When Cancer Returns: How to Cope with a Recurrence

More women than ever are surviving breast cancer, long enough to face a new threat: a recurrence of breast cancer.

By Louisa Kasdon

Dealing with Cancer Again

Q. How do you help a woman through a recurrence? What are the things she should know?A. The first thing to understand is that you are probably feeling the way you felt the first time. With any breast cancer diagnosis you think, "I’m going to be dead next week." But even with a diagnosis of metastatic or recurrent breast cancer, that’s not the situation. Many women do well and live long, normal lives, even though they will be showing up at the doctor’s office or the hospital for treatment regularly.

The good news is that she probably is already well plugged in to physicians, nurses, her caregivers, so it’s not the search for "Who can I find, who can I trust to take care of me?"

Q. Should you stay with your original team?A. When you are diagnosed with metastatic or recurrent breast cancer, it’s a good time to think about your doctor. If you’re confident and content, that’s great. But if you’re not, a recurrence can be a good time to change. Even if you really like your doctor, this might be a good time to get a second opinion, because there are different strategies for treating metastatic or recurrent breast cancer. You could consider a clinical trial — which some women look into the minute they are diagnosed with recurrent breast cancer. If your cancer is hormone receptor positive, you might choose to start with hormone treatments, which are certainly much less invasive. Or you might, like some women, choose to start with chemotherapy, thinking "Let’s try to hammer this," and then pull back to hormonal treatment when things seem to be under control.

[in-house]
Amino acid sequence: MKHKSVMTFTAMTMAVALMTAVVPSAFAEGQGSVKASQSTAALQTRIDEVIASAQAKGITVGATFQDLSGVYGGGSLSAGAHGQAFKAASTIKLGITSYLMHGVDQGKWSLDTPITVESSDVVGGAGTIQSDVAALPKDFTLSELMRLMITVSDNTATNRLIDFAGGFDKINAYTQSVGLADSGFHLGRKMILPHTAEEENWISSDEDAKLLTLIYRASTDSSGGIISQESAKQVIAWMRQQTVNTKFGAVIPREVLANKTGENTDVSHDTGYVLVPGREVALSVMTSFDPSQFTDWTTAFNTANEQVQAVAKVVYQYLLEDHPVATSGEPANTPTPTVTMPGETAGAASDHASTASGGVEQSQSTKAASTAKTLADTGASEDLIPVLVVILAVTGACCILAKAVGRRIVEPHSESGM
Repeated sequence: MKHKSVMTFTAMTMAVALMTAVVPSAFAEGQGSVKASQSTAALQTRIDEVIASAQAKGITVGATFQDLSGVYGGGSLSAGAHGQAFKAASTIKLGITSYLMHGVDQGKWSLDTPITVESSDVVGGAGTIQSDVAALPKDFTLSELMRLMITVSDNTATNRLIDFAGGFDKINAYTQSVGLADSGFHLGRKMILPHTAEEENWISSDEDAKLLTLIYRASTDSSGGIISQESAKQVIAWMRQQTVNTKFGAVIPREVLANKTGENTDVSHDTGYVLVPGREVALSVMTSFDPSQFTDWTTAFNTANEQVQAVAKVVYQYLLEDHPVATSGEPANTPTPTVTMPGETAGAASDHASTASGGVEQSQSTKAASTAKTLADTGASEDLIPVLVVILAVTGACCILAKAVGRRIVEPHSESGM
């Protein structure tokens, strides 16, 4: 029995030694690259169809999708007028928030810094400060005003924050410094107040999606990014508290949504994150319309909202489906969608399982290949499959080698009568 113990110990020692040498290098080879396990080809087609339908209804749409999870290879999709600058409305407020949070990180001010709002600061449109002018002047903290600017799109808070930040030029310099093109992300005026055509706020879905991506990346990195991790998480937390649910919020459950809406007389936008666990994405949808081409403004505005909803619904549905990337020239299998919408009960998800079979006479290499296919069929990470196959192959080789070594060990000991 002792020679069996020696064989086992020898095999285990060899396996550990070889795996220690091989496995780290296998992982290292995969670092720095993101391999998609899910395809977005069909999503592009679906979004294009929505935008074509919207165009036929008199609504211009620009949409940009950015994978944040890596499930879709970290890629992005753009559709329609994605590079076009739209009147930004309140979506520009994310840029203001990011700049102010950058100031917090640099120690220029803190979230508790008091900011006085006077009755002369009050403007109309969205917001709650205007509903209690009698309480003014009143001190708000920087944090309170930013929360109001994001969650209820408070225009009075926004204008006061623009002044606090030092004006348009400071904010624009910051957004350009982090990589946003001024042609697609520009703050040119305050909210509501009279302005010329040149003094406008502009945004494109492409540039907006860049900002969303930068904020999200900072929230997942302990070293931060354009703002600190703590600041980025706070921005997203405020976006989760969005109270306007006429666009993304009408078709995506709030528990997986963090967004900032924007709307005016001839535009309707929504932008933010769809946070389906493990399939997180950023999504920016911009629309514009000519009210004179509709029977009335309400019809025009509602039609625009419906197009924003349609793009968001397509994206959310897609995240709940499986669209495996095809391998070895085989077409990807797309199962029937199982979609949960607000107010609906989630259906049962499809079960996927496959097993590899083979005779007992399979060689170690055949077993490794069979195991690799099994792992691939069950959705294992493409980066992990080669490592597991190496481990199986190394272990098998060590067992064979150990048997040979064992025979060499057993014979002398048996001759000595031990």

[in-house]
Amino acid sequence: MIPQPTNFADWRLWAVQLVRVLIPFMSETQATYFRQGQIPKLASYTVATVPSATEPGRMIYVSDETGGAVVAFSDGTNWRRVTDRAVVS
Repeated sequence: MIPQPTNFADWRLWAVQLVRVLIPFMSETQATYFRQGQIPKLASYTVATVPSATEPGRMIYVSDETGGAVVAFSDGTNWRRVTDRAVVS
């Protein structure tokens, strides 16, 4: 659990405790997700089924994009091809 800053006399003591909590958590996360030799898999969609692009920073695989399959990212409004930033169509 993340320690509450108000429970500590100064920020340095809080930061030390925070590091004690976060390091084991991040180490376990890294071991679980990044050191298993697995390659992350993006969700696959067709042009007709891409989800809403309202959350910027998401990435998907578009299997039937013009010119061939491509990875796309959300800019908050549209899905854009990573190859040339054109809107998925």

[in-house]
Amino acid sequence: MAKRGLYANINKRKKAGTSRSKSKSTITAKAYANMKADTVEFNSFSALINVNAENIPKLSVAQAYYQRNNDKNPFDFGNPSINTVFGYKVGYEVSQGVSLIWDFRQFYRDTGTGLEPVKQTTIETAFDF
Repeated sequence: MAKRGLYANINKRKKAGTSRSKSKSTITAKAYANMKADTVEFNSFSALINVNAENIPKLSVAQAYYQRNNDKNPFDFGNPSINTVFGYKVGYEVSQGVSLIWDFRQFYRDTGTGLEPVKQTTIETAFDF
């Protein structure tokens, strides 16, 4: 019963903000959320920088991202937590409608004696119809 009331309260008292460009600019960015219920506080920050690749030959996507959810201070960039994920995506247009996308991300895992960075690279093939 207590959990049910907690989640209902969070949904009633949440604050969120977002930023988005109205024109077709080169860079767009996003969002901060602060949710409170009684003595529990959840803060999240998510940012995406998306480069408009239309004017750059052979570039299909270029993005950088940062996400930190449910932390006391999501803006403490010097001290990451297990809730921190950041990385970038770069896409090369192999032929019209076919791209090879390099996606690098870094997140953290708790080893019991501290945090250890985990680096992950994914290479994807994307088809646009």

Q. If a patient diagnosed with a recurrence is in a panic and wants to get a second opinion fast, is the clock ticking?A. A recurrence is not usually a medical emergency, although obviously it causes a psychological one. You really do have some time to decide. You shouldn’t wait months, but it’s perfectly okay if it takes weeks to see somebody. And it’s not as hard to get appointments as you think. Call the office and explain that you want a second opinion; many physicians are able to squeeze in second opinions faster than they’re able to squeeze in a new patient, because it’s a one-time thing.

Q. Do support groups work for women with a recurrence?A. I run the psychosocial oncology program at the Beth Israel Deaconess Medical Center in Boston, so I’m a big fan of newly diagnosed women finding other women who’ve had breast cancer to talk to. And I’m a supporter of women who have a newly diagnosed recurrence talking to somebody else who’s living through recurrent breast cancer. The caveat is connecting with somebody who’s had a similar situation. If you’ve just been diagnosed with a single bone metastasis, say, you don’t want to talk to somebody who’s got breast cancer spread throughout her body and is terribly sick.

A Caregiver’s Struggle

Q. Can you talk about how you felt with your own recurrence?A. I went to that appointment the way I always go to my yearly mammograms, not being very worried about it. My first breast cancer showed up as a lump, but not on a mammogram — which is not unusual — so I didn’t have a historically based worry. And it had been 12 years of perfect exams, so it was not at the front of my mind.

At our hospital, a woman who has already had one breast cancer has her film read by the radiologist while she’s there. So I left my appointment knowing that I needed a biopsy. I had it a few days later. Then I had to wait for the pathology report to come back. That gave me three or four days to be worried. The day the report came out, the radiologist tried unsuccessfully to get me, so he called my husband, who is the chief of oncology at the medical center, generally not a good move, because information should first be given to the patient, but okay given this weird situation. Then my husband called me on my office phone. It was 2:50 in the afternoon, and he said, "The report came in, and it’s not what we wanted. The surgeon can see you at three."

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